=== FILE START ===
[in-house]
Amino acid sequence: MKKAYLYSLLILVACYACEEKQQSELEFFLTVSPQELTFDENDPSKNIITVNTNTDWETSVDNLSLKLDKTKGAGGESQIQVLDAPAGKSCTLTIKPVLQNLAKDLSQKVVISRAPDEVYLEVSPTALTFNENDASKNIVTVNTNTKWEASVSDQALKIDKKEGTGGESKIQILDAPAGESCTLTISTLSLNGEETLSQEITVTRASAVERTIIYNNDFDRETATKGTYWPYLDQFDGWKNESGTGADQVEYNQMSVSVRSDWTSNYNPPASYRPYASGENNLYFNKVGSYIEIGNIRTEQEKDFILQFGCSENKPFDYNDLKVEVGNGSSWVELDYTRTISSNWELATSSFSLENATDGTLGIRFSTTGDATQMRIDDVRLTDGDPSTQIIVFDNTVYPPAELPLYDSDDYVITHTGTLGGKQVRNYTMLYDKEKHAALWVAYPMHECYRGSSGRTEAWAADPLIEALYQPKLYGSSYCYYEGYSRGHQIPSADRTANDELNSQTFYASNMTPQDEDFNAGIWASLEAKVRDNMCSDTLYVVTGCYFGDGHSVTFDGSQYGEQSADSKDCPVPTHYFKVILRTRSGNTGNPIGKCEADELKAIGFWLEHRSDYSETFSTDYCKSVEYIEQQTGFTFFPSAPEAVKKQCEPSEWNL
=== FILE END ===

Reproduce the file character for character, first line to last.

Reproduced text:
[in-house]
Amino acid sequence: MKKAYLYSLLILVACYACEEKQQSELEFFLTVSPQELTFDENDPSKNIITVNTNTDWETSVDNLSLKLDKTKGAGGESQIQVLDAPAGKSCTLTIKPVLQNLAKDLSQKVVISRAPDEVYLEVSPTALTFNENDASKNIVTVNTNTKWEASVSDQALKIDKKEGTGGESKIQILDAPAGESCTLTISTLSLNGEETLSQEITVTRASAVERTIIYNNDFDRETATKGTYWPYLDQFDGWKNESGTGADQVEYNQMSVSVRSDWTSNYNPPASYRPYASGENNLYFNKVGSYIEIGNIRTEQEKDFILQFGCSENKPFDYNDLKVEVGNGSSWVELDYTRTISSNWELATSSFSLENATDGTLGIRFSTTGDATQMRIDDVRLTDGDPSTQIIVFDNTVYPPAELPLYDSDDYVITHTGTLGGKQVRNYTMLYDKEKHAALWVAYPMHECYRGSSGRTEAWAADPLIEALYQPKLYGSSYCYYEGYSRGHQIPSADRTANDELNSQTFYASNMTPQDEDFNAGIWASLEAKVRDNMCSDTLYVVTGCYFGDGHSVTFDGSQYGEQSADSKDCPVPTHYFKVILRTRSGNTGNPIGKCEADELKAIGFWLEHRSDYSETFSTDYCKSVEYIEQQTGFTFFPSAPEAVKKQCEPSEWNL